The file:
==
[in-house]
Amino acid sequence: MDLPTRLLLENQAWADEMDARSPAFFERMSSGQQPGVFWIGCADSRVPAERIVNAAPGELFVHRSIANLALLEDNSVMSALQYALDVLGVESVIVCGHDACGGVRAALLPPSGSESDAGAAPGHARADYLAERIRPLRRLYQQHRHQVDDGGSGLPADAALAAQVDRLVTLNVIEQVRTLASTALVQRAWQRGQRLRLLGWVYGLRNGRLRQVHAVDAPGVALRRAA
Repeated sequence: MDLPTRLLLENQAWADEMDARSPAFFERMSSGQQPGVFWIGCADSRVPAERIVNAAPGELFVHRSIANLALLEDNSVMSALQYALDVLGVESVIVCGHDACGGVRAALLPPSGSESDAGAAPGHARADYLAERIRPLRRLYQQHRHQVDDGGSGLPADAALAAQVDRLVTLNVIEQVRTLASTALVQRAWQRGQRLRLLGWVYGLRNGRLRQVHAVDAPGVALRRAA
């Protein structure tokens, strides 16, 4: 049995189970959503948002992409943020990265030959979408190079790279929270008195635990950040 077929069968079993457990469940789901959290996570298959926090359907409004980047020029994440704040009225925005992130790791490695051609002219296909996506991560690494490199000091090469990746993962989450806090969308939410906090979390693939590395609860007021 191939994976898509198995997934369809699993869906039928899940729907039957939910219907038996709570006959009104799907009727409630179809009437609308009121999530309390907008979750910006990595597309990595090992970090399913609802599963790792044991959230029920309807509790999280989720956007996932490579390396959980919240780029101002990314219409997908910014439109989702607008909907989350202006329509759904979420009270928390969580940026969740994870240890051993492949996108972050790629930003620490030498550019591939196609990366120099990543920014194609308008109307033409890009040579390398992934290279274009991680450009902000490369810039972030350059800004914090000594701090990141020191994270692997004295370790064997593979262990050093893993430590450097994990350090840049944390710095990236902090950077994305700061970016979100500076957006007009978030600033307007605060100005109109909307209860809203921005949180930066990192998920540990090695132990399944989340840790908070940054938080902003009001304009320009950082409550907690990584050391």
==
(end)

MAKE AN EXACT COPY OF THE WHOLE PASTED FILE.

[in-house]
Amino acid sequence: MDLPTRLLLENQAWADEMDARSPAFFERMSSGQQPGVFWIGCADSRVPAERIVNAAPGELFVHRSIANLALLEDNSVMSALQYALDVLGVESVIVCGHDACGGVRAALLPPSGSESDAGAAPGHARADYLAERIRPLRRLYQQHRHQVDDGGSGLPADAALAAQVDRLVTLNVIEQVRTLASTALVQRAWQRGQRLRLLGWVYGLRNGRLRQVHAVDAPGVALRRAA
Repeated sequence: MDLPTRLLLENQAWADEMDARSPAFFERMSSGQQPGVFWIGCADSRVPAERIVNAAPGELFVHRSIANLALLEDNSVMSALQYALDVLGVESVIVCGHDACGGVRAALLPPSGSESDAGAAPGHARADYLAERIRPLRRLYQQHRHQVDDGGSGLPADAALAAQVDRLVTLNVIEQVRTLASTALVQRAWQRGQRLRLLGWVYGLRNGRLRQVHAVDAPGVALRRAA
């Protein structure tokens, strides 16, 4: 049995189970959503948002992409943020990265030959979408190079790279929270008195635990950040 077929069968079993457990469940789901959290996570298959926090359907409004980047020029994440704040009225925005992130790791490695051609002219296909996506991560690494490199000091090469990746993962989450806090969308939410906090979390693939590395609860007021 191939994976898509198995997934369809699993869906039928899940729907039957939910219907038996709570006959009104799907009727409630179809009437609308009121999530309390907008979750910006990595597309990595090992970090399913609802599963790792044991959230029920309807509790999280989720956007996932490579390396959980919240780029101002990314219409997908910014439109989702607008909907989350202006329509759904979420009270928390969580940026969740994870240890051993492949996108972050790629930003620490030498550019591939196609990366120099990543920014194609308008109307033409890009040579390398992934290279274009991680450009902000490369810039972030350059800004914090000594701090990141020191994270692997004295370790064997593979262990050093893993430590450097994990350090840049944390710095990236902090950077994305700061970016979100500076957006007009978030600033307007605060100005109109909307209860809203921005949180930066990192998920540990090695132990399944989340840790908070940054938080902003009001304009320009950082409550907690990584050391």